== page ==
If you can move beyond your patently absurd postings for a moment, try to read what I have written, instead of climbing on your horse for an unrelated rant.

    Check again on legal backing, you are just plain wrong.

    Burning purchased iTunes music onto a CD with 4.7? Again, you are wrong. iTunes produces a simple error message when you attempt to do this.

    When one attempts to burn a disc using only purchased music, the following message appears:

    "None of the items on this play list can be burned to a disc"

    At no time was I spreading fear and uncertainty, again you are wrong. I simply noted that you cannot transfer purchased music to a CD.

    I didn't say anything about ripping musicians off, you did. I specifically pointed out the needs of BOTH sides need to be met.

    As to your insinuation that I am stealing music, buddy you can crawl back into whatever hole you climbed out of and take your unfounded accusations with you.

    The rest of your misappropriated "points" are equally as pathetic and irrelevant, but I have better things to do than communicate with lowlifes who make unfounded accusations and contribute nothing worthy to a discussion.

    I will however offer you my pity, I think you deserve that more than anything else.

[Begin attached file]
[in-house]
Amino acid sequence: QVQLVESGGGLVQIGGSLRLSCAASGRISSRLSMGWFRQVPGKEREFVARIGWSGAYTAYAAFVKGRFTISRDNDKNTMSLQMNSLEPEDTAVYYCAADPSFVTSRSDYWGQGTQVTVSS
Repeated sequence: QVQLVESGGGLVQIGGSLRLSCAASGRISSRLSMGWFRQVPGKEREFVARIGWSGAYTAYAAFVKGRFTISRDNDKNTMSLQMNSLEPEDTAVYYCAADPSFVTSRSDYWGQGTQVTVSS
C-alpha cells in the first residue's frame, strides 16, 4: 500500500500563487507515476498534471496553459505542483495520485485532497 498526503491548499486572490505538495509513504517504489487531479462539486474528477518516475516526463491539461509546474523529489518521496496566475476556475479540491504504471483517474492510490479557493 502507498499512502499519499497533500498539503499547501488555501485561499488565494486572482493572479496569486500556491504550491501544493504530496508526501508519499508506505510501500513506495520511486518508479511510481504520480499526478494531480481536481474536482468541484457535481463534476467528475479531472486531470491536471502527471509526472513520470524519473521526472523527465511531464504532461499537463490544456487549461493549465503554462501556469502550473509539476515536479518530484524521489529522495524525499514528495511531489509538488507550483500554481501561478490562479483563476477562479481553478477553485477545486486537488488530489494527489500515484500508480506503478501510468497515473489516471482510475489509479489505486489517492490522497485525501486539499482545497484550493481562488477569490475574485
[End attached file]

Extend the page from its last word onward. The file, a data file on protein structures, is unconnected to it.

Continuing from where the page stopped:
You are dead wrong. iTunes 4.7.1 can burn purchased music from the iTunes music store to create normal audio cd's. I do this all the time.
  9. #29  
    Well, you can... unless, you use HYMN to strip the DRM. What happens is the song will play but it still has a finger print that iTunes sees and unless that computer is registered to the song, it won't be able to burn the song to a CD.

    It shouldn't be a problem for legal music though. All you have to do "imediasearch", is go to the "Advanced" menu item of iTunes and select "Authorize Computer...". No problem, right.

    Oh, and "imedia"... a service provider in India (or whereever project HYMN ran to in an effort to get someone to host it) willing to go to court does not count as "legal backing". It means they are oblivious to the stakes at hand or are stupid and willing to take the chance in getting dragged to court.
    Last edited by archie; 04/08/2005 at 03:46 PM.
  10. #30  
    Yeah, I don't get imediasearch's problem burning itunes. s/he just needs to burn as AIFF/audio CD format.
    -mbd26
  11. gcs
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    #31  
    Quote Originally Posted by jnrjr79
    You are dead wrong. iTunes 4.7.1 can burn purchased music from the iTunes music store to create normal audio cd's. I do this all the time.
    Quote Originally Posted by imediasearch
    Burning purchased iTunes music onto a CD with 4.7? Again, you are wrong. iTunes produces a simple error message when you attempt to do this.
    You're BOTH RIGHT!

    If you try to burn an AUDIO CD, iTunes 4.7.1 will let you burn your protected music just fine.